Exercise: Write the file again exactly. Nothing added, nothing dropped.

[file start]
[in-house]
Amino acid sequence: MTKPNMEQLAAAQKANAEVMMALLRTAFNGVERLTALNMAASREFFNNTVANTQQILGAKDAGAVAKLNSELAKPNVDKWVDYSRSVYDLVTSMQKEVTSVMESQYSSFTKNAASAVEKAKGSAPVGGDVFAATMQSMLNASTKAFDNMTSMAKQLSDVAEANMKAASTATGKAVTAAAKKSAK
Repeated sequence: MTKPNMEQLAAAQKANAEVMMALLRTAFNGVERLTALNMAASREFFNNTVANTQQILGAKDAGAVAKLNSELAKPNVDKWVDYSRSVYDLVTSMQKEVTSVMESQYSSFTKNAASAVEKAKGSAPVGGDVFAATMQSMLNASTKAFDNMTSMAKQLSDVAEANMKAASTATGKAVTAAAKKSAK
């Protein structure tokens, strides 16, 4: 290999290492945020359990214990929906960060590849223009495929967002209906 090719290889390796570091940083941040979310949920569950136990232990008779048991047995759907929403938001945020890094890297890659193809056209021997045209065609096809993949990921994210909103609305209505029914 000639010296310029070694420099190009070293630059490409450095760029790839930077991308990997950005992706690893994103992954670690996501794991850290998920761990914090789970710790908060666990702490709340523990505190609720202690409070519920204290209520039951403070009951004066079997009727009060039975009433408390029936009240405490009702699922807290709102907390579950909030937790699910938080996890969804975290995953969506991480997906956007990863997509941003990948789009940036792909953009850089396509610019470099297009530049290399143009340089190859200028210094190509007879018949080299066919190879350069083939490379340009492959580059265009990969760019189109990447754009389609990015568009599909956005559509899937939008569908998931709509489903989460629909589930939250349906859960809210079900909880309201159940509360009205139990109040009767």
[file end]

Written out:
[in-house]
Amino acid sequence: MTKPNMEQLAAAQKANAEVMMALLRTAFNGVERLTALNMAASREFFNNTVANTQQILGAKDAGAVAKLNSELAKPNVDKWVDYSRSVYDLVTSMQKEVTSVMESQYSSFTKNAASAVEKAKGSAPVGGDVFAATMQSMLNASTKAFDNMTSMAKQLSDVAEANMKAASTATGKAVTAAAKKSAK
Repeated sequence: MTKPNMEQLAAAQKANAEVMMALLRTAFNGVERLTALNMAASREFFNNTVANTQQILGAKDAGAVAKLNSELAKPNVDKWVDYSRSVYDLVTSMQKEVTSVMESQYSSFTKNAASAVEKAKGSAPVGGDVFAATMQSMLNASTKAFDNMTSMAKQLSDVAEANMKAASTATGKAVTAAAKKSAK
């Protein structure tokens, strides 16, 4: 290999290492945020359990214990929906960060590849223009495929967002209906 090719290889390796570091940083941040979310949920569950136990232990008779048991047995759907929403938001945020890094890297890659193809056209021997045209065609096809993949990921994210909103609305209505029914 000639010296310029070694420099190009070293630059490409450095760029790839930077991308990997950005992706690893994103992954670690996501794991850290998920761990914090789970710790908060666990702490709340523990505190609720202690409070519920204290209520039951403070009951004066079997009727009060039975009433408390029936009240405490009702699922807290709102907390579950909030937790699910938080996890969804975290995953969506991480997906956007990863997509941003990948789009940036792909953009850089396509610019470099297009530049290399143009340089190859200028210094190509007879018949080299066919190879350069083939490379340009492959580059265009990969760019189109990447754009389609990015568009599909956005559509899937939008569908998931709509489903989460629909589930939250349906859960809210079900909880309201159940509360009205139990109040009767």